Poonana Creek, near Cleve
2010 Aquatic Ecosystem Condition Report
- Dry in autumn and consisting of a moderately fresh, slow-flowing stream in spring.
- Sparse macroinvertebrate community with no rare or sensitive species.
- Obvious signs of moderate nutrient enrichment.
- Riparian vegetation mostly consisted of introduced grasses.
- Some bank erosion and fine sediment deposits in the creek due to water erosion and stock damage.
About the location
Poonana Creek is a small stream in Eyre Peninsula that rises to the west of Yeldulknie Conservation Park and drains in a south-westerly direction before discharging into Yeldulknie Creek to the south of Cleve. The major land uses are sheep grazing, cropping and native vegetation adjacent to the site sampled but a large part of the upper catchment comprised native vegetation adjacent to the conservation park. The disused Poonana Mine (copper, silver, lead and uranium) was located upstream from the monitoring site.
The site was located off an unsealed track originating to the north of Cleve, about three kilometres north-east of Cleve.
Eyre Peninsula NRM Regional Summary 2010
The creek was given a Fair rating because the site sampled showed moderate changes in ecosystem structure and some changes to the way the ecosystem functions. There was evidence of human disturbance, including nutrient enrichment, fine sediment deposition and poor riparian habitat, although the stream still provided an important refuge for some macroinvertebrate species.
A sparse community of about 19 species of macroinvertebrates was collected from the slow-flowing creek, two metres wide and 42 centimetres deep, in spring 2010; the site was dry in autumn. The community was dominated by species tolerant to poor water quality such as beetles, chironomids, waterbugs, and leptocerid caddisflies. Blackfly larvae were seen in the small areas of faster flowing riffle habitats that occurred at the site. Another flow-dependent species, a dytiscid beetle larva (Platynectes decempunctatus), was also recorded from the creek. No sensitive or rare species were found.
The water was moderately fresh (salinity of 2,926 mg/L), well oxygenated (79% saturation), slightly turbid and coloured, with moderate to high concentrations of nutrients such as nitrogen (1.16 mg/L) and phosphorus (0.02 mg/L).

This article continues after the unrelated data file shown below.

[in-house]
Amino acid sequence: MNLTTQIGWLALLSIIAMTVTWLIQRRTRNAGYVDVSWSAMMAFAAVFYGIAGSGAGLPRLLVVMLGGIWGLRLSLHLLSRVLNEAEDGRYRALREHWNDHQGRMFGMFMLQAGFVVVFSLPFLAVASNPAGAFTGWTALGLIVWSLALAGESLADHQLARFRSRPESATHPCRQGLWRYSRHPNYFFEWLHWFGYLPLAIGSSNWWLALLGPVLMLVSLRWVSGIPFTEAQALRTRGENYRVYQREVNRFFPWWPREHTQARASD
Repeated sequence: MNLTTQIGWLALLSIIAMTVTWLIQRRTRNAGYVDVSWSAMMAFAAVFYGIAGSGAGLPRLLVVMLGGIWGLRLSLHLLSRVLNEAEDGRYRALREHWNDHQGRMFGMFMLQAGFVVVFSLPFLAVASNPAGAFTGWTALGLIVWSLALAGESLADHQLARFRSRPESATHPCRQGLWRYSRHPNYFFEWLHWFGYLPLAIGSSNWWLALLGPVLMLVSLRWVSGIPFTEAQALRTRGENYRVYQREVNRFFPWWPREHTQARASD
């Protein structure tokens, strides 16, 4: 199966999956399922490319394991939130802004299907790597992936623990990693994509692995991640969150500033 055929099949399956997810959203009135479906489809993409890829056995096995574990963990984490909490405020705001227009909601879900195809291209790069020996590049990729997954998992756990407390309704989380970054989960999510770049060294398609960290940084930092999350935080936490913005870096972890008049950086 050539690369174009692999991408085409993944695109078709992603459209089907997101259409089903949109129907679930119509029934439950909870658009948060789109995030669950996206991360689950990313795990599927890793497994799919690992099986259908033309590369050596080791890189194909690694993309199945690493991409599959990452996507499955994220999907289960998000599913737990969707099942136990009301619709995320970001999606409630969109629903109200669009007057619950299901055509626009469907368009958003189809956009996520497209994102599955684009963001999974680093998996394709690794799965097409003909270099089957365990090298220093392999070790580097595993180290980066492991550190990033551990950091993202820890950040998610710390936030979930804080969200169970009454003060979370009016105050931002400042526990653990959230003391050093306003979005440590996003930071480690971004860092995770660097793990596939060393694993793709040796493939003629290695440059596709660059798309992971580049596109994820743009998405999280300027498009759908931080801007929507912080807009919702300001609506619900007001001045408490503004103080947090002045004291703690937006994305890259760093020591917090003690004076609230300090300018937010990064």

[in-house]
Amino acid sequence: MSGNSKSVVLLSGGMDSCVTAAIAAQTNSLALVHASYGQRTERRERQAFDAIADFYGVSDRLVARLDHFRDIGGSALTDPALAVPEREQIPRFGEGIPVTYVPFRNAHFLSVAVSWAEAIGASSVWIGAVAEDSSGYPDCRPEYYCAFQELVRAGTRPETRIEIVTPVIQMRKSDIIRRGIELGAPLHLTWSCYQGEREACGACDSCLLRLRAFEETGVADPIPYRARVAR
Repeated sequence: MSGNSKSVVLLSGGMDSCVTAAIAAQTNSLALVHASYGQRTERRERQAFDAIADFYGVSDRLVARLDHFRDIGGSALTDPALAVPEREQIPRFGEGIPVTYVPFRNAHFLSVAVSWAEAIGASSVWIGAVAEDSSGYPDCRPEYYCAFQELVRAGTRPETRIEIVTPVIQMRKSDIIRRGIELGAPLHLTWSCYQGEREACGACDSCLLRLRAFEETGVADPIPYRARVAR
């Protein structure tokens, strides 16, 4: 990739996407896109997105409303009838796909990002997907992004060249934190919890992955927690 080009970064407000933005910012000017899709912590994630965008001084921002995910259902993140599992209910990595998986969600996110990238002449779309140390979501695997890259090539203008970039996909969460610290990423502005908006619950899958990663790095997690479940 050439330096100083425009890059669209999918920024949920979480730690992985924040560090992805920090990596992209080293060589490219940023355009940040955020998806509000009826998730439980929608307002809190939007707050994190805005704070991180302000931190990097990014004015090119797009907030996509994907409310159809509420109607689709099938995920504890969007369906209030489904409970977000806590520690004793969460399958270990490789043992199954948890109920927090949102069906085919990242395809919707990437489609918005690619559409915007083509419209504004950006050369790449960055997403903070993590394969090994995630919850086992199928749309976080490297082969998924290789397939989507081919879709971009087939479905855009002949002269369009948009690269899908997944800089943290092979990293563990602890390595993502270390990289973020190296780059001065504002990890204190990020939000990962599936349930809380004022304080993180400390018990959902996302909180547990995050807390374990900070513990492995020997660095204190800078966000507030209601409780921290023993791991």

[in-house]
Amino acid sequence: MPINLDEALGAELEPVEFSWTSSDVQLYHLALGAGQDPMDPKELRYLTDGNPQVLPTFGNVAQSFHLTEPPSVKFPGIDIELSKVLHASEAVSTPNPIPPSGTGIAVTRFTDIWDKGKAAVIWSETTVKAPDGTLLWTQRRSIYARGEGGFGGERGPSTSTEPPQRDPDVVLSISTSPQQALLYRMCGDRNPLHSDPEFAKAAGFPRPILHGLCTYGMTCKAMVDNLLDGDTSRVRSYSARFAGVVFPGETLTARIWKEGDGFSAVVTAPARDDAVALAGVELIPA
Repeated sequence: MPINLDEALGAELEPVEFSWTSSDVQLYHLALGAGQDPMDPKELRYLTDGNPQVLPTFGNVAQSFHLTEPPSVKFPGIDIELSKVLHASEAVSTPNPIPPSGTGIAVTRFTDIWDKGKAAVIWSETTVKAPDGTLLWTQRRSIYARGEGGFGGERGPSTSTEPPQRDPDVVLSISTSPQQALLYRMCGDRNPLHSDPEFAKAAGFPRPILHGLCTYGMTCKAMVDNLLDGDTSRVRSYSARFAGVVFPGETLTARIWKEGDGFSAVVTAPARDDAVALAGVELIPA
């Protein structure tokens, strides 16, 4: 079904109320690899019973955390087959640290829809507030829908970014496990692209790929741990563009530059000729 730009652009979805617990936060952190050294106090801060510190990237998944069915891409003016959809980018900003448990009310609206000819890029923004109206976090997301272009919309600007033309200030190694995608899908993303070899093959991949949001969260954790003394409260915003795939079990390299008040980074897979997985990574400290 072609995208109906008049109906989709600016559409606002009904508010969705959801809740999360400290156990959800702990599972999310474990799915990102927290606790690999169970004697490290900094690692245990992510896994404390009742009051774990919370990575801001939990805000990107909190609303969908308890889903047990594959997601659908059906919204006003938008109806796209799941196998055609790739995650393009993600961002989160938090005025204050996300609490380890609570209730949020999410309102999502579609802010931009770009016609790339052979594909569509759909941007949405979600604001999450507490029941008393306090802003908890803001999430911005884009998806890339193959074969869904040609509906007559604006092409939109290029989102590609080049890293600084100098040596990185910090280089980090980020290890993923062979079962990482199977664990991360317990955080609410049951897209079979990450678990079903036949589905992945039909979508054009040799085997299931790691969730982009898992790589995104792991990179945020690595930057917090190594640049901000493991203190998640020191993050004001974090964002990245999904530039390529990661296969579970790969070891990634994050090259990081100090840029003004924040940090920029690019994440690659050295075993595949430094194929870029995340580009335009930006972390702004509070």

The sediments were dominated by detritus, clay and sand, with some pebbles and cobbles also present. Samples taken from below the surface were sulfidic and the underside surfaces of rocks were black, indicating too much organic matter had entered the creek in the past. A deposit of 1–5 centimetres of silt covered the creekbed in spring and nearly 10% of the site showed evidence of bank erosion caused by flooding and stock damage.
Emergent aquatic plants (Cyperus, Juncus and Isolepis) were growing in the channel and on the banks where they covered over 10% of the site. Smaller growths of filamentous algae (Cladophora) were also present and covered less than 10% of the site.
The riparian zone was dominated by introduced grasses and bare soil with some scattered gum trees, casuarinas and bottle brushes also present. The surrounding vegetation was cropping land with small patches of native vegetation on one bank.
Special environmental features
Poonana Creek provides habitat for at least two flow-dependent species that were collected from the slightly-flowing, moderately freshwater stream in spring 2010. Few other streams in the region supported flow-dependent species and the only other freshwater streams sampled in 2010 were Yeldulknie and Coonta creeks.
Pressures and management responses
|Livestock have direct access at the site and upstream in the catchment, causing sediment erosion and adding excessive nutrients (which leads to habitat disturbance, algal growth and aquatic weeds).||
The Eyre Peninsula NRM Board promotes managing land to improve water quality. This includes incentives for:
|Limited natural riparian vegetation at the site and upstream in the catchment, providing minimal buffer protection from catchment landuses (reducing habitat quality).|
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